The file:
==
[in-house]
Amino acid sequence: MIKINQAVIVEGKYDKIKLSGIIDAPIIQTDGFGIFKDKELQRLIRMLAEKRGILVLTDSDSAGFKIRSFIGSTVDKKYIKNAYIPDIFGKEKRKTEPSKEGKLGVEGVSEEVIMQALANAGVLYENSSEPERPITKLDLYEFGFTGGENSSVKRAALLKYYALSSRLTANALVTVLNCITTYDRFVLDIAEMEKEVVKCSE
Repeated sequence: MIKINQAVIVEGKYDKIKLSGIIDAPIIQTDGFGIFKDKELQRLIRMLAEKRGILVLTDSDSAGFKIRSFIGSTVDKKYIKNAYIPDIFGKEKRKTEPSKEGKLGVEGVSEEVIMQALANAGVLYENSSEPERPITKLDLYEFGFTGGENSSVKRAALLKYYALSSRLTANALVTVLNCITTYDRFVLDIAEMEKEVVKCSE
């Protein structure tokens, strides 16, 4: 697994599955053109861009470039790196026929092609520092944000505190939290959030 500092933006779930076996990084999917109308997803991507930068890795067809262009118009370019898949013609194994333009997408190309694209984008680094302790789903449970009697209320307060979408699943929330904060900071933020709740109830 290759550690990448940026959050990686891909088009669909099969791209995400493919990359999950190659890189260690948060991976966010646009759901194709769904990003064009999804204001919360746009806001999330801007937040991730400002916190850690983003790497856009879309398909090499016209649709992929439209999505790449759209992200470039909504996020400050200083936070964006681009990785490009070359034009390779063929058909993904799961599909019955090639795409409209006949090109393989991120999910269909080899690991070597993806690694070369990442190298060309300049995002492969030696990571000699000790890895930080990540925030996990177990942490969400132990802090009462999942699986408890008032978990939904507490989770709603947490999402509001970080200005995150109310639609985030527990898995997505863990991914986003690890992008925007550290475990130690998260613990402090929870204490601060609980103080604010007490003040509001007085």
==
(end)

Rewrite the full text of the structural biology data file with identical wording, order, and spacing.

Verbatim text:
[in-house]
Amino acid sequence: MIKINQAVIVEGKYDKIKLSGIIDAPIIQTDGFGIFKDKELQRLIRMLAEKRGILVLTDSDSAGFKIRSFIGSTVDKKYIKNAYIPDIFGKEKRKTEPSKEGKLGVEGVSEEVIMQALANAGVLYENSSEPERPITKLDLYEFGFTGGENSSVKRAALLKYYALSSRLTANALVTVLNCITTYDRFVLDIAEMEKEVVKCSE
Repeated sequence: MIKINQAVIVEGKYDKIKLSGIIDAPIIQTDGFGIFKDKELQRLIRMLAEKRGILVLTDSDSAGFKIRSFIGSTVDKKYIKNAYIPDIFGKEKRKTEPSKEGKLGVEGVSEEVIMQALANAGVLYENSSEPERPITKLDLYEFGFTGGENSSVKRAALLKYYALSSRLTANALVTVLNCITTYDRFVLDIAEMEKEVVKCSE
């Protein structure tokens, strides 16, 4: 697994599955053109861009470039790196026929092609520092944000505190939290959030 500092933006779930076996990084999917109308997803991507930068890795067809262009118009370019898949013609194994333009997408190309694209984008680094302790789903449970009697209320307060979408699943929330904060900071933020709740109830 290759550690990448940026959050990686891909088009669909099969791209995400493919990359999950190659890189260690948060991976966010646009759901194709769904990003064009999804204001919360746009806001999330801007937040991730400002916190850690983003790497856009879309398909090499016209649709992929439209999505790449759209992200470039909504996020400050200083936070964006681009990785490009070359034009390779063929058909993904799961599909019955090639795409409209006949090109393989991120999910269909080899690991070597993806690694070369990442190298060309300049995002492969030696990571000699000790890895930080990540925030996990177990942490969400132990802090009462999942699986408890008032978990939904507490989770709603947490999402509001970080200005995150109310639609985030527990898995997505863990991914986003690890992008925007550290475990130690998260613990402090929870204490601060609980103080604010007490003040509001007085």